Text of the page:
les & Salt Lake Railroad
Is Acquired at Price
Assures Position irWest
New York, May 25. The Union
Pacific railroad today acquired full
ownersnip or tne l.os Angcies . c;
alt Lake Railroad company by pur
chase of stock and bonds held by
former United States Senator Wil
liam A. Clark of Montana and his
The Union Pacific, previous to the
purchase announced officially today
by both parties in the transaction,
owned one half of the securities of
the Los Angeles & Salt Lake Rail
The transfer of ownership affected
$29,000,000 of 4 per cent bonds of the
Los Angeles & Salt Lake Railroad
company, for which the Union Pa
cific exchanged other securities, dol
lar for dollar. These included $6,
000,000 of Southern Pacific-San
Francisco terminal 4 per cent bonds,
$8,500,000 of Southern Pacific first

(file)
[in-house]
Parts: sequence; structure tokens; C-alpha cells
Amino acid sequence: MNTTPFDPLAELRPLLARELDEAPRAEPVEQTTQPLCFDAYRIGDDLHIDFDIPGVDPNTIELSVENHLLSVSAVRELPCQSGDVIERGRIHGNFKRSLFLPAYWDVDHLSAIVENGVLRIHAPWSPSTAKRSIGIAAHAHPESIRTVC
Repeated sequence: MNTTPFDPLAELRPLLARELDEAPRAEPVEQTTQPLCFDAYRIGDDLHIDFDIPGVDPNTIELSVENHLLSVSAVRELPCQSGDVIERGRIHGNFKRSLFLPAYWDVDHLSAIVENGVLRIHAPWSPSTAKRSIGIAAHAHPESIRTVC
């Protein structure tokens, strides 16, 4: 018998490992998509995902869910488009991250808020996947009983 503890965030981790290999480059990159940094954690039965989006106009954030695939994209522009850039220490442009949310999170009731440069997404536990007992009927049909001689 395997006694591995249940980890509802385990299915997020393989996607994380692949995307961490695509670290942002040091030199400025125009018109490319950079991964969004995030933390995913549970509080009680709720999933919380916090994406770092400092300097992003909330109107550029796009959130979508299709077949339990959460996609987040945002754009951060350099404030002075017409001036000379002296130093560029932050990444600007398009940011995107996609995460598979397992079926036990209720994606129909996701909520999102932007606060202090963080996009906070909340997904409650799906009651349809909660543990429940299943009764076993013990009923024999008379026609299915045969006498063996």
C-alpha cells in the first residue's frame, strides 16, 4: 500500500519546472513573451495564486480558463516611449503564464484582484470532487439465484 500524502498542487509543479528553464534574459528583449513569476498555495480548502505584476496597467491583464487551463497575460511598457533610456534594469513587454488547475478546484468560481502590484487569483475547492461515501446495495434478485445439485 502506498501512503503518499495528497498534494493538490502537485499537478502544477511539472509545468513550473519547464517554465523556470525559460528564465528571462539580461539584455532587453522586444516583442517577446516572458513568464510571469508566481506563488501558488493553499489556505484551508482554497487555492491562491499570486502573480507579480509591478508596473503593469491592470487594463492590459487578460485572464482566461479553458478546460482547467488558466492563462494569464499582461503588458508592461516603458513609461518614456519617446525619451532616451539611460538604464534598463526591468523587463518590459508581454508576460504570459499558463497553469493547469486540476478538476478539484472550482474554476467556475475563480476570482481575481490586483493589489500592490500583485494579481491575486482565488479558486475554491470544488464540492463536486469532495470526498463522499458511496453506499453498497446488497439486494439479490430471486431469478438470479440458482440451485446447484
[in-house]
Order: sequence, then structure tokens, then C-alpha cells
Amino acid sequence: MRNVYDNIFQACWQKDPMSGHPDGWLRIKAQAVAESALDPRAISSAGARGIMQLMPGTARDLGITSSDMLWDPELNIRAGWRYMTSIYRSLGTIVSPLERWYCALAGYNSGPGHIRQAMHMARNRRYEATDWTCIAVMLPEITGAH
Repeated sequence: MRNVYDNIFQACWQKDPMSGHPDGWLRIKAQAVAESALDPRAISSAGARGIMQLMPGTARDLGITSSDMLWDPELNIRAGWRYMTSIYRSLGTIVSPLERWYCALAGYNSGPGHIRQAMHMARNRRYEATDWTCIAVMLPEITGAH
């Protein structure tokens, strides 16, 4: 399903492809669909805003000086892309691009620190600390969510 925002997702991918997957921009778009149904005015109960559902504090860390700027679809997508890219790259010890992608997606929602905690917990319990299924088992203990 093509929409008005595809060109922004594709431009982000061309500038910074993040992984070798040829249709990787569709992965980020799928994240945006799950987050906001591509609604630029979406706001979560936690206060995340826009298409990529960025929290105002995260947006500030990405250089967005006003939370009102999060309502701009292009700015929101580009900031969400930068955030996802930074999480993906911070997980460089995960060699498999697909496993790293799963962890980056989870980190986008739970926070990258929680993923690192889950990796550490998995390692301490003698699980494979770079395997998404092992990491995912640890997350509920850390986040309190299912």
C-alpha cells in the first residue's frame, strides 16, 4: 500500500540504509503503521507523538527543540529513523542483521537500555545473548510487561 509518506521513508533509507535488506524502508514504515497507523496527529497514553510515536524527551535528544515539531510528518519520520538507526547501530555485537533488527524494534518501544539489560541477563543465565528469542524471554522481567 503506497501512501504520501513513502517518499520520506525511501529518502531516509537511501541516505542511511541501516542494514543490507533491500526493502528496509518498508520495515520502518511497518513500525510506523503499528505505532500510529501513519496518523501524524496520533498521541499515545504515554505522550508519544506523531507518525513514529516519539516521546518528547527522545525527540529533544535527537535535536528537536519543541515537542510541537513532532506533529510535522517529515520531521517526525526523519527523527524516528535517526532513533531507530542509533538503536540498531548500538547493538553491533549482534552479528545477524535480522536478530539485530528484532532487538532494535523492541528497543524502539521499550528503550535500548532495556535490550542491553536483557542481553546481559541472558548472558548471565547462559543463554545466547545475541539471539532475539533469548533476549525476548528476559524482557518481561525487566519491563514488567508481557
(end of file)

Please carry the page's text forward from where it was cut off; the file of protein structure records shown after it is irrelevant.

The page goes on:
refunding 4 per cent bonds and $14,
500,00 of Oregon-Washington Rail
road and Navigation company first
and refunding 4 per cent bonds.
The Union Pacific statement de
clared the transfer assured the per
manency of the position of its sys
tem in southern California, with its
rails in Los Angeles and the Pacific
ocean at San Pedro harbor.
The logical and natural destiny of
the Los Angeles & Salt Lake rail
road, the statement said, ultimately
as a railroad property is as a part of
the Union Pacific system and ap
preciation of this was supposed o
have led to the sale by the Clark in
To Change Name.
Wednesday's deal completes the
Union Pacific system through to Los
Angeles, according to statements
from the office of Carl Gray, presi
dent of the Union Pacific. Until
now the Union Pacific proper ran
only to Salt Lake and Ogden.
The ami is to have the name
"Union Pacific" absorb the western
company name as soon as practical.
n view of its corporate entity and
franchises held by it.
"No change in the personnel of the